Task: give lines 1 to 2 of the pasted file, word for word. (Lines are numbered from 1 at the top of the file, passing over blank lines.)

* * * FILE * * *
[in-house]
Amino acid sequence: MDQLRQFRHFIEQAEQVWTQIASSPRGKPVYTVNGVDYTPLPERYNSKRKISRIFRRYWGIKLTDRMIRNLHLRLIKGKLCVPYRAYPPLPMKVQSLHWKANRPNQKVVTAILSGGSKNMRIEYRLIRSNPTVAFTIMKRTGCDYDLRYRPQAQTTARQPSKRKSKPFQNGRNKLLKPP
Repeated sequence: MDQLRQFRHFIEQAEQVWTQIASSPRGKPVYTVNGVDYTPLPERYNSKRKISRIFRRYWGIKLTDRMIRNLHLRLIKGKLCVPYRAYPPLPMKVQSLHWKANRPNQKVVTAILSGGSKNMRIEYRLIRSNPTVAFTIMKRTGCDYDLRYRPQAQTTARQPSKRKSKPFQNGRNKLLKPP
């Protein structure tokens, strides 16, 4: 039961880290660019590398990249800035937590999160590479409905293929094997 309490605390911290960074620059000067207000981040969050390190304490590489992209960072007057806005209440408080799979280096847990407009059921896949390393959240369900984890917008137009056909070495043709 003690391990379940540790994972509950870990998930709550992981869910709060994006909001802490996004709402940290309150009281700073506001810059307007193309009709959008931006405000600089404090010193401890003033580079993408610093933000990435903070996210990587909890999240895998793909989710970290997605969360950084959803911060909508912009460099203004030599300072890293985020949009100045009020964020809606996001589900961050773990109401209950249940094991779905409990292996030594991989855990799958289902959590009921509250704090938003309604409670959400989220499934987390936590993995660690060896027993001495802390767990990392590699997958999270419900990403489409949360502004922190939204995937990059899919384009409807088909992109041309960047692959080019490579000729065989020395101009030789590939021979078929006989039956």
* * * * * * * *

[in-house]
Amino acid sequence: MDQLRQFRHFIEQAEQVWTQIASSPRGKPVYTVNGVDYTPLPERYNSKRKISRIFRRYWGIKLTDRMIRNLHLRLIKGKLCVPYRAYPPLPMKVQSLHWKANRPNQKVVTAILSGGSKNMRIEYRLIRSNPTVAFTIMKRTGCDYDLRYRPQAQTTARQPSKRKSKPFQNGRNKLLKPP